A responsible media

Political parties vying for power at the March 2 polls have submitted their lists of candidates and as the country inches closer to E-Day, the level of interest being shown in these eagerly-anticipated elections by many, especially young people, is increasing. This is evident with the high level of interaction seen amongst citizens and even between candidates themselves on various social media platforms such as Facebook and Twitter etc.
With certain contentious issues yet to be sorted out regarding arriving at a clean, acceptable voters’ list, and barring a few other statutory matters, the Guyana Elections Commission (GECOM) has stated that it is well on track to deliver free and credible elections which could withstand international scrutiny. In fact, just before Nomination Day proceedings commenced on Friday at the Umana Yana, the Chairman of GECOM gave all assurances that all systems are in place to ensure that the elections are credible as this is the main concern of all stakeholders.
However, while GECOM’s role is crucial in this entire process, the roles of other stakeholders can never be underestimated. Everyone, including the politicians, the media, international and local observers and citizens themselves, must play their part in ensuring that the elections are held in a peaceful and fair manner and the country returns to normalcy once the results of the election are announced.
For example, the role of the media can never be underestimated in this process of building and maintaining a peaceful and democratic society. In their efforts to provide real-time information using different social media platforms etc, the media must always seek to ensure that they behave in a responsible manner as the slightest lapse could result in an uproar.
During elections periods, sections of the media here have oftentimes come under the microscope for stepping out of the ‘boundary lines’. While some media outlets are known to make genuine efforts to raise their level of performances, one gets the impression that others operate as though they have a political agenda to carry out since it is clear that they report the news in a partisan manner, sometimes to the extent of being mischievous.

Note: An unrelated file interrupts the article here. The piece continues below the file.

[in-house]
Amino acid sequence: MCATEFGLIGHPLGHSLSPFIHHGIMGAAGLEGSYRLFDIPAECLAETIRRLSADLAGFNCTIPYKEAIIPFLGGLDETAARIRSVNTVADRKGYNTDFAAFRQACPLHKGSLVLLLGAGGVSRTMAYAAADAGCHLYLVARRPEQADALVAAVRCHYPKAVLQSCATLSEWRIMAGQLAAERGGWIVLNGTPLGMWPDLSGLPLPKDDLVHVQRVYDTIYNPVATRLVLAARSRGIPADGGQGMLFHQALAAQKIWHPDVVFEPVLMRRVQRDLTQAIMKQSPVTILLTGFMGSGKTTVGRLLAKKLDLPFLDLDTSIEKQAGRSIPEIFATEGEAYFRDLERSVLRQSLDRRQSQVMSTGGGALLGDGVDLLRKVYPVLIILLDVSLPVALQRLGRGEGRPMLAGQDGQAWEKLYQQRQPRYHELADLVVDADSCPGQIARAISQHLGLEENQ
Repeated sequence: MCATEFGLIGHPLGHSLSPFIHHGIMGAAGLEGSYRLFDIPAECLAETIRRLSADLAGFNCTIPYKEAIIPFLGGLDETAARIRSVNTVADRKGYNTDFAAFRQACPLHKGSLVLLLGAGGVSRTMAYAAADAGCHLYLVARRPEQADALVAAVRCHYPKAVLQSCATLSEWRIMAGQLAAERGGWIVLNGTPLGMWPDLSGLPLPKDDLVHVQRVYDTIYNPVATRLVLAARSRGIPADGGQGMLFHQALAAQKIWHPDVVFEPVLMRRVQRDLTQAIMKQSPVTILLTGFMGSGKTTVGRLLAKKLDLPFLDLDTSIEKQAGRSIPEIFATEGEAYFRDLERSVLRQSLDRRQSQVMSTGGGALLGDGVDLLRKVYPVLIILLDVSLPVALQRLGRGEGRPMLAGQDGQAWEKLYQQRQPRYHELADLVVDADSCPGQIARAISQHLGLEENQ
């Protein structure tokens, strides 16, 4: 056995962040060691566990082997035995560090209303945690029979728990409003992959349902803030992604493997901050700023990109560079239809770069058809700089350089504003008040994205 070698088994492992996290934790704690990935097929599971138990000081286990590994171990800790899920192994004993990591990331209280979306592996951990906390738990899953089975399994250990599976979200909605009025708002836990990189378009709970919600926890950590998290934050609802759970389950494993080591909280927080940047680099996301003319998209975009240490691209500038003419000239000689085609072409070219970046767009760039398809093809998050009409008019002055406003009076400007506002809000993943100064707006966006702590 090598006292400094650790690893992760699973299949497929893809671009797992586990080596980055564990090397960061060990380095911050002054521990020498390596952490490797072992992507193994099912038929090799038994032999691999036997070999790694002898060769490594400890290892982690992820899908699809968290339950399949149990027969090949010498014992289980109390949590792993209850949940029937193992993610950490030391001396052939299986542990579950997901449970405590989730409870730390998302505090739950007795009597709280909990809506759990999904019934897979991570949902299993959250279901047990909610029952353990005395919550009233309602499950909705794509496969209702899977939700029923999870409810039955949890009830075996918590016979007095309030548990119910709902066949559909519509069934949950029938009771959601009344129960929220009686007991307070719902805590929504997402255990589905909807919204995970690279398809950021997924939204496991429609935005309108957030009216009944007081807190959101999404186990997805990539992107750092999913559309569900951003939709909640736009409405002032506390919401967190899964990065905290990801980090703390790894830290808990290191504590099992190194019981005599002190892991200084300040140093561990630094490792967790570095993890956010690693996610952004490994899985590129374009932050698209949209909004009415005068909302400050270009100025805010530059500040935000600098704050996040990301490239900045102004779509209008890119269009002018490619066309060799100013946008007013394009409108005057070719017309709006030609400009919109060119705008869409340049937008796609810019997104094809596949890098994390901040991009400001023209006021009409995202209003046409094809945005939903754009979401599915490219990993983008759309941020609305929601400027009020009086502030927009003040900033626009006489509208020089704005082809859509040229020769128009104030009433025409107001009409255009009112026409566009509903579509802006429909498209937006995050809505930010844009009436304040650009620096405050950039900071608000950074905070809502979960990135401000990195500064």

Previously, the local media fraternity had signed on to a Media Code of Conduct (MCC) with the aim of using the document not only as a guide for elections reporting, but as a tool to improve general media standards year-round. Representatives of the State-run and private-owned media had given a commitment openly that they would use it (the Code) as a means of self-regulation so as to improve what currently obtains in the media.
Section 4 of the MCC clearly states: “The Media, in accepting the principle of ‘accuracy and balance’ in reporting, particularly during periods of campaigning for elections, acknowledge that these two main characteristics (accuracy and balance) seek to distinguish good journalism from bad, and journalism from propaganda”. It adds: “Accuracy requires the verification (to the fullest extent possible) and presentation of all facts that are pertinent and necessary to understand a particular event or issue, even if some of the facts conflict with a journalist’s, or a broadcaster’s particular beliefs and feelings”; “Balance, or impartiality, requires the presentation of all the main points of view or interpretations of an event or an issue, regardless of whether the journalist, reporter, broadcaster, editor or the audience agrees with these views.”
For journalists, the Code provides a benchmark against which their output and activities can be judged by others, as well as guidance for them about acceptable methods of gathering and presenting information. And for the public, it provides a guarantee that the material they receive is a genuine reflection of the truth, based on information gathered fairly and thoroughly checked by those who present the information.
Our hope is that in this politically-charged environment, all stakeholders, including the politicians, media practitioners and commentators etc would be extremely cautious about what they publish. They should always exercise proper editorial judgement on all matters before they are published, especially if such matters relate to sensitive issues such as race, religion, politics, elections etc. If the content is found to be offensive, degrading, bias, untrue, inciting or racist they should be edited out in the interest of the public. The MCC was an extremely useful initiative in this regard.